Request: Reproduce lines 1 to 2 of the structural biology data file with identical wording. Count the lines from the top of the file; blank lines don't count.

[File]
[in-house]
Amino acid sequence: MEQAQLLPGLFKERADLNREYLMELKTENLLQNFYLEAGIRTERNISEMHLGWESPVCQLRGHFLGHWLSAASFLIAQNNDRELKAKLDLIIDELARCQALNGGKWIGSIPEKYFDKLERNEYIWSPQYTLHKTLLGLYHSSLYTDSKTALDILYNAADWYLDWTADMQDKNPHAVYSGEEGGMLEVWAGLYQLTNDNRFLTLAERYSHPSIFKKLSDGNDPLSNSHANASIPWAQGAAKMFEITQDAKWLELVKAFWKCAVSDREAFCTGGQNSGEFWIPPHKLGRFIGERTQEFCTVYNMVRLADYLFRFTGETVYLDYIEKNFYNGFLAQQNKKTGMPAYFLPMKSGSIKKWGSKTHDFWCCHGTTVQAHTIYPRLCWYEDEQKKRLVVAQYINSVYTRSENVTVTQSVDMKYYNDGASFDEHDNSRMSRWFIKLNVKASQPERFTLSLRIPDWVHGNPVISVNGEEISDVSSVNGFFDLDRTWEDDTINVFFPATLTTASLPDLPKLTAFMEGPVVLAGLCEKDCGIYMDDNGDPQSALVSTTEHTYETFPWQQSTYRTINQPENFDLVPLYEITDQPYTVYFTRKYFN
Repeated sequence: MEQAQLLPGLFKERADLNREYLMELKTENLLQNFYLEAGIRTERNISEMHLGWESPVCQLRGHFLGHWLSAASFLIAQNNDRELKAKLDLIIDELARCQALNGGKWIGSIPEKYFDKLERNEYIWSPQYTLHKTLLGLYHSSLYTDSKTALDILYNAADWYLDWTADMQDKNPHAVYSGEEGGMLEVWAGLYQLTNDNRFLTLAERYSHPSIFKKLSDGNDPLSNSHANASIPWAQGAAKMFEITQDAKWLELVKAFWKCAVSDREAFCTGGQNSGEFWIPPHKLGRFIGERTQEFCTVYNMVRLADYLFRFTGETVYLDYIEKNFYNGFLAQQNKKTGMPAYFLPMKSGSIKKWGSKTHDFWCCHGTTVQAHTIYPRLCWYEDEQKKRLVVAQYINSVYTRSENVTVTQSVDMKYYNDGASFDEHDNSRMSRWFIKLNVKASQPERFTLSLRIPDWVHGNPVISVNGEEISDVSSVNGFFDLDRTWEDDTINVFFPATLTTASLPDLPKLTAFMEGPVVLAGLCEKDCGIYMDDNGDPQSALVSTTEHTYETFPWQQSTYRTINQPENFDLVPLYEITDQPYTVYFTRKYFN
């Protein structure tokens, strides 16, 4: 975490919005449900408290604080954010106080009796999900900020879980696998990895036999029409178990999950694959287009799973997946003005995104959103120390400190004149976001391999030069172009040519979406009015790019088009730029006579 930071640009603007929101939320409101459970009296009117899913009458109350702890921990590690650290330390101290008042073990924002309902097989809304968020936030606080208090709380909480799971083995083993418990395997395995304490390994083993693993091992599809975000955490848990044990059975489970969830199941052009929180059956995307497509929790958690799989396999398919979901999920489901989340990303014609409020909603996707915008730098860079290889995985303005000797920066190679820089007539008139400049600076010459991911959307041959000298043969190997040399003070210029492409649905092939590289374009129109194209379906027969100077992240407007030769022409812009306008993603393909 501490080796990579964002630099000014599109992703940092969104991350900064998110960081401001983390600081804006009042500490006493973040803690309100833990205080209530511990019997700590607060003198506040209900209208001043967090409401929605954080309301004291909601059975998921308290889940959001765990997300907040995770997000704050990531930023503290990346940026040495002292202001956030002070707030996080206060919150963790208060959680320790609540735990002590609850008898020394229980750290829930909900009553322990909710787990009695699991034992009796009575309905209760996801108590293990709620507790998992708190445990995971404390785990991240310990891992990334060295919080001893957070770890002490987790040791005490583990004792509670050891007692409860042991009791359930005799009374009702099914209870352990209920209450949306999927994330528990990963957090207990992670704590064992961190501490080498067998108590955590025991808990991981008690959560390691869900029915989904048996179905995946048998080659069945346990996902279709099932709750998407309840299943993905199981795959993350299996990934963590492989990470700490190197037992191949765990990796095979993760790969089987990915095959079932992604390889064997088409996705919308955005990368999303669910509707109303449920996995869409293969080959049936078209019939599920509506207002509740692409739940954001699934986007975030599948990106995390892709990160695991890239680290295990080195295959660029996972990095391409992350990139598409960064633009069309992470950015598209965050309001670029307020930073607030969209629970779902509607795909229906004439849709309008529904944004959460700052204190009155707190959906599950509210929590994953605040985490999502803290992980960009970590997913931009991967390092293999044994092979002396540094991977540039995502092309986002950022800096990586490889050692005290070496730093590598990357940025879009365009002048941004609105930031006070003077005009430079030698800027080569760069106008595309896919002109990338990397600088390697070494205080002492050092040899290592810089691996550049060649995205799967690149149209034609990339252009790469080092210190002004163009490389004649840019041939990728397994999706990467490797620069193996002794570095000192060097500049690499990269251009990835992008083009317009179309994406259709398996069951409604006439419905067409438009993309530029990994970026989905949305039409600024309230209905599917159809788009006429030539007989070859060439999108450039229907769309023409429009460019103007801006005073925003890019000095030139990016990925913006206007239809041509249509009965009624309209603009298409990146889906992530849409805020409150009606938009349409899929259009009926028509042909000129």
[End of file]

[in-house]
Amino acid sequence: MEQAQLLPGLFKERADLNREYLMELKTENLLQNFYLEAGIRTERNISEMHLGWESPVCQLRGHFLGHWLSAASFLIAQNNDRELKAKLDLIIDELARCQALNGGKWIGSIPEKYFDKLERNEYIWSPQYTLHKTLLGLYHSSLYTDSKTALDILYNAADWYLDWTADMQDKNPHAVYSGEEGGMLEVWAGLYQLTNDNRFLTLAERYSHPSIFKKLSDGNDPLSNSHANASIPWAQGAAKMFEITQDAKWLELVKAFWKCAVSDREAFCTGGQNSGEFWIPPHKLGRFIGERTQEFCTVYNMVRLADYLFRFTGETVYLDYIEKNFYNGFLAQQNKKTGMPAYFLPMKSGSIKKWGSKTHDFWCCHGTTVQAHTIYPRLCWYEDEQKKRLVVAQYINSVYTRSENVTVTQSVDMKYYNDGASFDEHDNSRMSRWFIKLNVKASQPERFTLSLRIPDWVHGNPVISVNGEEISDVSSVNGFFDLDRTWEDDTINVFFPATLTTASLPDLPKLTAFMEGPVVLAGLCEKDCGIYMDDNGDPQSALVSTTEHTYETFPWQQSTYRTINQPENFDLVPLYEITDQPYTVYFTRKYFN